Sarah Abdurrahman is a producer for On the Media
OTM Staff Picks: October 31st 2011
Monday, October 31, 2011 - 02:53 PM
Your weekly dose of recommendations from the staff of OTM. Give us some of your own down in the comments section and enjoy!
Sarah Abdurrahman: "In a Sentimental Mood" performed by Duke Ellington and John Coltrane. Listening to it will put you in a sentimental mood, but the story of how Ellington composed the piece is actually kind of funny. Ellington said he came up with the piece after a performance in Durham, North Carolina:
"We had played a big dance in a tobacco warehouse, and afterwards a friend of mine, an executive in the North Carolina Mutual Insurance Company, threw a party for Amy. I was playing piano when another one of our friends had some trouble with two chicks. To pacify them, I composed this there and then, with one chick standing on each side of the piano."
It's a beautiful piece. Take a break from your day and listen to it:
Doug Anderson: I have a confession to make: I am a huge fan of the Oprah Winfrey Network. In particular, I've fallen under the spell of a documentary/reality series called "Our America With Lisa Ling." Each hour-long episode focuses on a marginalized subculture in the US: from gay evangelicals to rural heroin addicts to polygamists. As someone who usually prefers more dry, investigative documentary programs like PBS's "Frontline", I was originally turned off by Lisa's teary confessionals in this show. I've since come to appreciate her role in helping us interpret these stories with compassion and tolerance. The show is in its second season and airs Sundays at 10/9c.
Jody Avirgan: On this Halloween, some fantastic pictures of people getting scared out of their pants at a haunted house Niagra Falls, Ontario.
Through the magic of Longform.org and Instapaper, I usually discover one or two long nonfiction pieces per week that I wouldn't have otherwise. This week I'm blown away by Meghan Daum's 1999 piece on ambition, class, architecture and debt in New York City. Read My Misspent Youth if you've ever lived or thought about living in New York City.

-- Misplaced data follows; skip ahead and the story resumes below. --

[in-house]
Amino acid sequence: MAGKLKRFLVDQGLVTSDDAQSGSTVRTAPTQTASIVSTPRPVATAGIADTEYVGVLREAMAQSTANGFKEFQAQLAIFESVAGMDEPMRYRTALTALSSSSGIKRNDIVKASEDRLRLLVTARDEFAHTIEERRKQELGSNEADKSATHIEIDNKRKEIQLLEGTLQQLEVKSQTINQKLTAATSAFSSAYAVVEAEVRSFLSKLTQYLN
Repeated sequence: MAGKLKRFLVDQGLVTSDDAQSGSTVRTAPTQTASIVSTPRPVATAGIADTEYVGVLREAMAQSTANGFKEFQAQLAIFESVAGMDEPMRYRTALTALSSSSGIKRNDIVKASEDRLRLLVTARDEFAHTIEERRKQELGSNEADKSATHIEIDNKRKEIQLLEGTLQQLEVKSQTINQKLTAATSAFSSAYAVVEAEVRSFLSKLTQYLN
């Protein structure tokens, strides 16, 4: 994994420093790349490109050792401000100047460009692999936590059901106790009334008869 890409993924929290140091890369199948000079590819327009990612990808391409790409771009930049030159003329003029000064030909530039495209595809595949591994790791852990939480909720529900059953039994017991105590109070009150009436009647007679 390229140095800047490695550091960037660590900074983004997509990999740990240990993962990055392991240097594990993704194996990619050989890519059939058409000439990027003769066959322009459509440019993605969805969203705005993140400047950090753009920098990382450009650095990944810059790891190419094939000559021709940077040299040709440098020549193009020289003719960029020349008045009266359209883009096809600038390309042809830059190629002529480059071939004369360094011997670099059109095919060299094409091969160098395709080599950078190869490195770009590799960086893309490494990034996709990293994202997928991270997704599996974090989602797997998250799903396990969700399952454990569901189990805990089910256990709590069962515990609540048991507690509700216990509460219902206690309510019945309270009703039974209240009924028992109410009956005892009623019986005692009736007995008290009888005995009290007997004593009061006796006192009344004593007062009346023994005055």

And finally, the soundtrack to this past weekend (as #snowtober descended) was Duncan Browne's 1968 album "Give Me Take You." I've read an interview in which Browne, like virtually all musically-inclined teenagers in the mid-60s, discusses how he was enamored with Bob Dylan. But it was Dylan's guitar playing and tuning that fascinated Browne, not his lyrics. I like hearing that—Dylan doesn't get enough credit as a guitarist—and the influence comes through on this album. Next time the weather turns lousy, give it a spin.
Bob Garfield: "Caterina in the Big City". In this charming, funny, intermittently inspiring and heartbreaking little 2003 film from Paolo Virzi, we come to discover that it isn't about money, it isn't about knowledge, it isn't about talent, it isn't even about ideology. It's all about class—except when innocent desire transcends even that. This movie uses cartoonish stereotypes along the path to subtle observations. And it's delightful.
Alex Goldman: In 2009, Edan, the Boston based emcee/producer extraordinaire, best known for his 2005 psychedelic hip-hop masterpiece Beauty and the Beat (and some other great tunes), was given complete unfettered access to the archives of The Traffic Entertainment Group to put together a mix tape. Who is the Traffic Entertainment Group, you say? Well, they’re the parent company of a host of classic hip hop record labels including B-Boy Records, Delicious Vinyl, Cold Chillin, Dope Brothers, Sleeping Bag and Strong City. The end result is the 29-minute mix tape Echo Party, an entertainingly weird, unrelenting hip-hop freakout. Check out this four-and-a-half minute snippet from Echo Party, accompanied by some Technicolor craziness.
Chris Neary: My staff pick this week is "The Real Rocky" a new documentary from ESPN. The "Real Rocky" is Chuck Wepner—the boxer who inspired Sylvester Stallone to write the movie. (How much Wepner is in the Rocky character is a matter dispute between Wepner and Stallone). "The Real Rocky" is creative about telling the story of someone’s life the same way that "American Splendor" was—and they both end up redeeming an underdog.
PJ Vogt: The Death of Ivan Ilyich, this novella by Tolstoy. It is so good. Not good in the sense of, "You should read old Russian novellas because they're like vegetables for your brain," but truly enjoyable. It's grim and funny and absurd, like a Coen Brothers movie or "The Wire". It takes place right after the death of a government official, and it's about how his family, friends, and acquaintances react—basically they all concoct schemes to work their friend's death to their advantage.
Anyhow, don't take my word for it, read it for free on the internet!